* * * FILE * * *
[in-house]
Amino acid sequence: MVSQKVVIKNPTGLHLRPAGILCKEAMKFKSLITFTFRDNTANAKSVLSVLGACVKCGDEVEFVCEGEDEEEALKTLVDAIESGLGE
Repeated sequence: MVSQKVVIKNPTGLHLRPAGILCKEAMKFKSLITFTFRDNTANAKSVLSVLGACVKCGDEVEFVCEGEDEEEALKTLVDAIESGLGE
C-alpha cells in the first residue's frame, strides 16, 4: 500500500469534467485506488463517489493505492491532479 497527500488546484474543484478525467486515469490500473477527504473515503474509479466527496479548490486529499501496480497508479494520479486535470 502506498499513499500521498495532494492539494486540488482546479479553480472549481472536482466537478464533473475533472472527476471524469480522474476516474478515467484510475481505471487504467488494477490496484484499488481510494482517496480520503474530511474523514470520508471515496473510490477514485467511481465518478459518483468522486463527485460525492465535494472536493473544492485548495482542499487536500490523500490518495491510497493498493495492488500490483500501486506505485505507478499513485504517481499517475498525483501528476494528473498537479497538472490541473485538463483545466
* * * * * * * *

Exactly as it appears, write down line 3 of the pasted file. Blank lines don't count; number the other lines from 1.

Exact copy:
Repeated sequence: MVSQKVVIKNPTGLHLRPAGILCKEAMKFKSLITFTFRDNTANAKSVLSVLGACVKCGDEVEFVCEGEDEEEALKTLVDAIESGLGE